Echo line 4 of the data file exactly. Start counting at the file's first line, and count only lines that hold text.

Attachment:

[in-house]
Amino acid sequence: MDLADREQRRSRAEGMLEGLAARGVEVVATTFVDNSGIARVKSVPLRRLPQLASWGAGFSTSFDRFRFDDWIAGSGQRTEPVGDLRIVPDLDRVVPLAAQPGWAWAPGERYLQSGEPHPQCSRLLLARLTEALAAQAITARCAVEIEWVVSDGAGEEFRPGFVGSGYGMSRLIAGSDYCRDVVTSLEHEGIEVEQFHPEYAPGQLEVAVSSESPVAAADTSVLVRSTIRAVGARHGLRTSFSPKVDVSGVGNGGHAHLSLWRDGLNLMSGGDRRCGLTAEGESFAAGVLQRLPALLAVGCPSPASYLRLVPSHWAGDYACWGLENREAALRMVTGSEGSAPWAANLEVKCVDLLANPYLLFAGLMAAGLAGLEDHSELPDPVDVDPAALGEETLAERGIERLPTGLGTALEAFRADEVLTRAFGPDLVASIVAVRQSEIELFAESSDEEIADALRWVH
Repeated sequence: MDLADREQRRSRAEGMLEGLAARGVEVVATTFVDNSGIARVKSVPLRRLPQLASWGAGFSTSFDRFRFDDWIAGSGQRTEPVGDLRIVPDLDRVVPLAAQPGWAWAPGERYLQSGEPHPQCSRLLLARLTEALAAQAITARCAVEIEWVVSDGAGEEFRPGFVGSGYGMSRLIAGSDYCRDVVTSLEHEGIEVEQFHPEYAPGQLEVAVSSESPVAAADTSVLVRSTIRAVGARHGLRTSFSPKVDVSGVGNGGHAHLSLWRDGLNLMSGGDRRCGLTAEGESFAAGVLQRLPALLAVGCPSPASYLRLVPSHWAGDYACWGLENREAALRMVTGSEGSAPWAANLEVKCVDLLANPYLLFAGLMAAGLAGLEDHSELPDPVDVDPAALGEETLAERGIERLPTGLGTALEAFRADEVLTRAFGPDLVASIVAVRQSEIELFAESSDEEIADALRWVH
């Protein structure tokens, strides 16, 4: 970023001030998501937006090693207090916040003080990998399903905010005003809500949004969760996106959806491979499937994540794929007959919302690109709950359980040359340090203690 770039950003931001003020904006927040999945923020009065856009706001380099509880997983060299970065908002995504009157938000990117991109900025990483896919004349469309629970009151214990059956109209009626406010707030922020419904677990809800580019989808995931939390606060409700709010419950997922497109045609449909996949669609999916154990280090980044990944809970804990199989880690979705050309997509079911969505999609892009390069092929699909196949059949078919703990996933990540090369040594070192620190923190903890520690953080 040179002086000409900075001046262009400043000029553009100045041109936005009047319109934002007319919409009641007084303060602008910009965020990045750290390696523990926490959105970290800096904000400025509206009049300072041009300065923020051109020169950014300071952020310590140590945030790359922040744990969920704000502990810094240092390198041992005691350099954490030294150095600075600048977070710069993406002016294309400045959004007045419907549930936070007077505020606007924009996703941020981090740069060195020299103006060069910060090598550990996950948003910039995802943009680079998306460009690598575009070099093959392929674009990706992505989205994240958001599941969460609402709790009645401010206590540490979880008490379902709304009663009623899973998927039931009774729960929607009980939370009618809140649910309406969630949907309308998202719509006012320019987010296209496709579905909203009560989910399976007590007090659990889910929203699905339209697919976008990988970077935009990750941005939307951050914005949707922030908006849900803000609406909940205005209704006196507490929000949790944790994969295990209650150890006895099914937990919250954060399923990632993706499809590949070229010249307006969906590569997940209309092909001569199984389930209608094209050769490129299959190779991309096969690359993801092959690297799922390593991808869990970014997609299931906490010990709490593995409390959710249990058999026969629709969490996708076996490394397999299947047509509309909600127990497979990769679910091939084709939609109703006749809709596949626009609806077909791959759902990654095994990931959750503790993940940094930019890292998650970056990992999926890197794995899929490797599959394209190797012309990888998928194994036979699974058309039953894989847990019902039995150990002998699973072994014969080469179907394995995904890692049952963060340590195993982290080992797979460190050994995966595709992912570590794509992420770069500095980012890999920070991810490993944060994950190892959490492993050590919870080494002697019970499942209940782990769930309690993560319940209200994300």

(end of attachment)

């Protein structure tokens, strides 16, 4: 970023001030998501937006090693207090916040003080990998399903905010005003809500949004969760996106959806491979499937994540794929007959919302690109709950359980040359340090203690 770039950003931001003020904006927040999945923020009065856009706001380099509880997983060299970065908002995504009157938000990117991109900025990483896919004349469309629970009151214990059956109209009626406010707030922020419904677990809800580019989808995931939390606060409700709010419950997922497109045609449909996949669609999916154990280090980044990944809970804990199989880690979705050309997509079911969505999609892009390069092929699909196949059949078919703990996933990540090369040594070192620190923190903890520690953080 040179002086000409900075001046262009400043000029553009100045041109936005009047319109934002007319919409009641007084303060602008910009965020990045750290390696523990926490959105970290800096904000400025509206009049300072041009300065923020051109020169950014300071952020310590140590945030790359922040744990969920704000502990810094240092390198041992005691350099954490030294150095600075600048977070710069993406002016294309400045959004007045419907549930936070007077505020606007924009996703941020981090740069060195020299103006060069910060090598550990996950948003910039995802943009680079998306460009690598575009070099093959392929674009990706992505989205994240958001599941969460609402709790009645401010206590540490979880008490379902709304009663009623899973998927039931009774729960929607009980939370009618809140649910309406969630949907309308998202719509006012320019987010296209496709579905909203009560989910399976007590007090659990889910929203699905339209697919976008990988970077935009990750941005939307951050914005949707922030908006849900803000609406909940205005209704006196507490929000949790944790994969295990209650150890006895099914937990919250954060399923990632993706499809590949070229010249307006969906590569997940209309092909001569199984389930209608094209050769490129299959190779991309096969690359993801092959690297799922390593991808869990970014997609299931906490010990709490593995409390959710249990058999026969629709969490996708076996490394397999299947047509509309909600127990497979990769679910091939084709939609109703006749809709596949626009609806077909791959759902990654095994990931959750503790993940940094930019890292998650970056990992999926890197794995899929490797599959394209190797012309990888998928194994036979699974058309039953894989847990019902039995150990002998699973072994014969080469179907394995995904890692049952963060340590195993982290080992797979460190050994995966595709992912570590794509992420770069500095980012890999920070991810490993944060994950190892959490492993050590919870080494002697019970499942209940782990769930309690993560319940209200994300």